If you’re not already responding to the majority of your Airbnb guest reviews, you have a reading prerequisite before continuing with this article.
Not only do most Airbnb hosts not respond to guest reviews, but most don’t even know it’s an option.
That’s until they receive a negative review. They freak out and call Airbnb.
“The guest is lying! I must defend myself! I want to respond to this nonsense! How can I do that?”
I see it all the time. The non-optimized Airbnb host responds to the negative review at length, oftentimes is accusatory, and doesn’t address the complaint head-on.
What’s worse is that added attention is brought to the negative review because it’s the only one with a response. Don’t you think an FPG (future potential guest) will notice this difference and give more attention as a result?
Unknowingly the Airbnb host has forced their FPGs to pay more attention to their only negative review.
Here’s what that looks like from one silly Airbnb host (*pointing at self*).
That’s right. It’s me in the situation above: discovering that I can respond to reviews. How ugly!
To be clear, that’s what NOT to do.
But, we’re getting ahead of ourselves. Why not address the root of the problem? Mismanaged expectations are the cause of negative reviews.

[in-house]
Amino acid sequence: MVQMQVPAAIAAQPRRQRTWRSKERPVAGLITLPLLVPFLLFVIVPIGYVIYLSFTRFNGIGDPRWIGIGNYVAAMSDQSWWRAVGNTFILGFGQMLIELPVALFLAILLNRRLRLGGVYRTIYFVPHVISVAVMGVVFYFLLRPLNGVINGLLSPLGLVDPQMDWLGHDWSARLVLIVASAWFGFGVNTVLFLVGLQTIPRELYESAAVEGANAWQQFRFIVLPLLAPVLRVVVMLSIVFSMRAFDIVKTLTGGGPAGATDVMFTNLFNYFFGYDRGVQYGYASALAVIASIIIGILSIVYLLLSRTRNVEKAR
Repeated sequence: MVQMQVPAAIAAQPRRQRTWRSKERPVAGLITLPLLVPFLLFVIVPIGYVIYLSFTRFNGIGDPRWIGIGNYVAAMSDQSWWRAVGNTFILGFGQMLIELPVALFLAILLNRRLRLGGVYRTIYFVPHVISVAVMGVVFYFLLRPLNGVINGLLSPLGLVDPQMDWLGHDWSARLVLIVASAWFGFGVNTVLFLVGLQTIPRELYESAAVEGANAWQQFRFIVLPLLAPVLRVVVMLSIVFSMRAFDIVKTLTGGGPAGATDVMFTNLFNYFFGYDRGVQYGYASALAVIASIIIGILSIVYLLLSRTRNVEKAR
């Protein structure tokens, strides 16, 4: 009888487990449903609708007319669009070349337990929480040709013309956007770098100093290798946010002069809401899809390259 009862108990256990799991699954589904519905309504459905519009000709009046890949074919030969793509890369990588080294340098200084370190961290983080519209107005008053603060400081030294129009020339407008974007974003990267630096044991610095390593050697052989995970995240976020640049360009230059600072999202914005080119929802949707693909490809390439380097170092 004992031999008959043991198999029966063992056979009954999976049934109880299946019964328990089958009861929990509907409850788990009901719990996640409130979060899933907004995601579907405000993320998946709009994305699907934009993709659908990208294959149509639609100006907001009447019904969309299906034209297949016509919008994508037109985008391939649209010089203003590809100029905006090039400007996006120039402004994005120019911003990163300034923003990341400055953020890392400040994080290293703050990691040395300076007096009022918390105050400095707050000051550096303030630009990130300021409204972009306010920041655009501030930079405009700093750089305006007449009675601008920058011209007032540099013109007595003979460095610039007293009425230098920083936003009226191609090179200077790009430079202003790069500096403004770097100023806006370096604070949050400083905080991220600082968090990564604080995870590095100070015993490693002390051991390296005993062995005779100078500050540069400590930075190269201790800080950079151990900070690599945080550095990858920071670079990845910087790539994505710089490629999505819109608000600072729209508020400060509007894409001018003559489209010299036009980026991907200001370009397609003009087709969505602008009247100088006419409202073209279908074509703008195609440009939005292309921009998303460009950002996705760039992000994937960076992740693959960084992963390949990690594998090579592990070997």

[bctt tweet=”Mismanaged expectations are the cause of all negative reviews on Airbnb.” username=”OptimizeMyBnb”]
Improve your hosting and never get a negative review. At least not a public one (private negative feedback is great!) Basically, this is the subject of my entire website, but…
- Do you have an optimized messaging strategy?
- Are you increasing guest satisfaction with a digital guidebook?
- Are you providing all the right (plus more) amenities?
- Have you hired the best possible cleaning team?
The above is covered in my Elevate Host product plus more like pricing management.
You should be responding to roughly two of every three reviews.
If you don’t know how to respond to a positive Airbnb review (there is a right and strategic way) then I recommend you read my article that addresses this strategy.
Recommended Blog Post: Why You Should Respond To Airbnb Guest Reviews + How
Eventually, you will get a negative review. Just as there is an optimal way to respond to a positive review, there is also an optimal way to respond to a negative review.
Do: Remove The Fluff
A general rule for all review responses is to be brief. This is a general rule for everything from the text in your listing to the length of messages you send to your guest.
The response should be no longer than your average response.
Do you see all the yuck in that response? Marlene was great, she was communicative, she was respectful, she was pleasant. Yuck! It can easily be communicated in two lines.
Not to mention the response can be improved upon. While the host doesn’t have control over a nearby shop, they do have control over strategies in dealing with the issue.
Maybe it was a hot day and the guest left the window open to cool the place down? Here’s the response: I purchased two fans so future guests no longer need to sleep with the windows open!